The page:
Low-profile Six still a nice change

Like everyone else in Kansas government, Attorney General Steve Six is trying to get by with fewer state dollars. But Six also must turn that bad situation into the basis for a victory at the polls next November, when he presumably will be running for the post he was handed in 2008 by then-Gov. Kathleen Sebelius.

"I like the job and I'd like to continue doing it," Six said Wednesday in a meeting with The Eagle editorial board — the closest he came to talking about the sizable challenge he faces next year from Senate Majority Leader Derek Schmidt, R-Independence.

Instead, Six was upbeat about the progress he's made in the Attorney General's Office; candid about the risks that budget cuts pose to Kansas' justice system; and unflinching in his defense of the state's 15-year-old death penalty law, which some in the state want to repeal for its comparatively high costs and lack of executions so far.

"I think cost shouldn't be the issue," Six said, terming the death penalty a "just punishment" that's been appropriately applied in Kansas and suggesting the law's toughest legal tests are behind it.

Six is especially proud of the retooling of the office's Consumer Protection Division, and how the office's redoubled efforts in fiscal 2009 recovered $8 million for scammed Kansans (eight times more than in 2006) and recovered $17.6 million from Medicaid fraud and abuse.

He also became the state's first attorney general in three decades to personally prosecute a criminal case, winning the conviction of Kenneth Wilson in an Osborne County homicide in a year in which his office also helped convict killer Justin Thurber in Cowley County and two child rapists in Chautauqua County.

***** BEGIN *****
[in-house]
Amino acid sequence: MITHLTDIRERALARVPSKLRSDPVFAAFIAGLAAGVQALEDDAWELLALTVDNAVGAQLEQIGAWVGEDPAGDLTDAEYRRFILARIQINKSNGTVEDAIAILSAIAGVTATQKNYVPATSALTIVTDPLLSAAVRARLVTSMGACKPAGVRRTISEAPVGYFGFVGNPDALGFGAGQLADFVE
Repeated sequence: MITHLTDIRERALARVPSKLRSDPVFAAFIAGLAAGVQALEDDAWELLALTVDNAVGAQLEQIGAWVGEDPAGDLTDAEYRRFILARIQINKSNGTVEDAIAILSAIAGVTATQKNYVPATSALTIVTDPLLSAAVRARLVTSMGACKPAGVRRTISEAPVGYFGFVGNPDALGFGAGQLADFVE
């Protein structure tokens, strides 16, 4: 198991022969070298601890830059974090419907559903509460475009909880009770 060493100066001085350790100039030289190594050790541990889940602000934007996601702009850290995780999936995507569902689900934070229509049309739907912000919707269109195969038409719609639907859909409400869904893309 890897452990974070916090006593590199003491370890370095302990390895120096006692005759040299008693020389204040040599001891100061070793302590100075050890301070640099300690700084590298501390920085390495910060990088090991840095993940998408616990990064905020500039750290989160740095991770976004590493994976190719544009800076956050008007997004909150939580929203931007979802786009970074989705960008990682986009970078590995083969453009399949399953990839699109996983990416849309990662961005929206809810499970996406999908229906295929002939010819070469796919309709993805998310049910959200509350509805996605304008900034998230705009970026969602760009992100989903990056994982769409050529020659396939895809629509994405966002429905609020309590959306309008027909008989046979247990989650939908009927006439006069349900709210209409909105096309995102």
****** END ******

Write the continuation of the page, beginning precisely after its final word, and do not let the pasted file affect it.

Kansans should share Six's concerns about the impact of the budget crisis on Kansas courts and corrections. In Butler County, for example, it's proving difficult to schedule the capital murder trial of Israel Mireles around possible state-mandated furloughs of courthouse employees.

Funding-related postponements could end up costing the state more money and testing defendants' constitutional right to a speedy trial, Six said. "That could be a new legal area," he added.

He also has concerns about correctional cost-saving measures that could end up releasing prisoners early and cutting programs to help them re-enter society. "I think it's going to increase recidivism," Six said.

Six said his office is using educational programs to fight the growing problem of teens who "sext" and e-mail nude photos to one another, calling the trend "something parents should be terrified about."

For all his accomplishments and full agenda, the low-key Six remains most remarkable for lacking the drama of his predecessors, Republican Phill Kline and Democrat Paul Morrison. Six doesn't yet seem like a natural politician, but his solid work stabilizing and depoliticizing the Attorney General's Office should make him a strong candidate in 2010.